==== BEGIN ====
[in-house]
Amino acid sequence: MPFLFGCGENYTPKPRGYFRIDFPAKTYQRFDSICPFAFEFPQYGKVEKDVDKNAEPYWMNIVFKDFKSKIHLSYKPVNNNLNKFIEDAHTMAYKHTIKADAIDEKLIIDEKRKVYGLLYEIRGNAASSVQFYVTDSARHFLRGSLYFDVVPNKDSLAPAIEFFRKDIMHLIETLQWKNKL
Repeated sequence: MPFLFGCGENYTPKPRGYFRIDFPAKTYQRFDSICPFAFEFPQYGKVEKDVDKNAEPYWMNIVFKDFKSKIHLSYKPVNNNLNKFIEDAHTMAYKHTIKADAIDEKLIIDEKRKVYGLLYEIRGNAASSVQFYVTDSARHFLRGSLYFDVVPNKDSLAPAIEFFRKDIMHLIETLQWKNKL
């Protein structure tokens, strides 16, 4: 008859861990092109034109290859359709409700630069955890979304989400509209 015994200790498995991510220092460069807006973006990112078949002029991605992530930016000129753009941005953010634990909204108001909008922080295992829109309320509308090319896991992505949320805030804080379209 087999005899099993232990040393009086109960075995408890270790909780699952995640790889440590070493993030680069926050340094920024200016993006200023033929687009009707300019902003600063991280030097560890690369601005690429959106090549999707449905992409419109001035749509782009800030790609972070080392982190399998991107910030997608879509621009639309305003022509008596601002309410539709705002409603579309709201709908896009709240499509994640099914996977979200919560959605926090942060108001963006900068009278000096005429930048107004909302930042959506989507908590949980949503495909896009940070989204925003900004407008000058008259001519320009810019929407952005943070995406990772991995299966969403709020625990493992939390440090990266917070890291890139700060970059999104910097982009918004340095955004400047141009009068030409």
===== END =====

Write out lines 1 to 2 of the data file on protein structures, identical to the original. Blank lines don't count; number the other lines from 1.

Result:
[in-house]
Amino acid sequence: MPFLFGCGENYTPKPRGYFRIDFPAKTYQRFDSICPFAFEFPQYGKVEKDVDKNAEPYWMNIVFKDFKSKIHLSYKPVNNNLNKFIEDAHTMAYKHTIKADAIDEKLIIDEKRKVYGLLYEIRGNAASSVQFYVTDSARHFLRGSLYFDVVPNKDSLAPAIEFFRKDIMHLIETLQWKNKL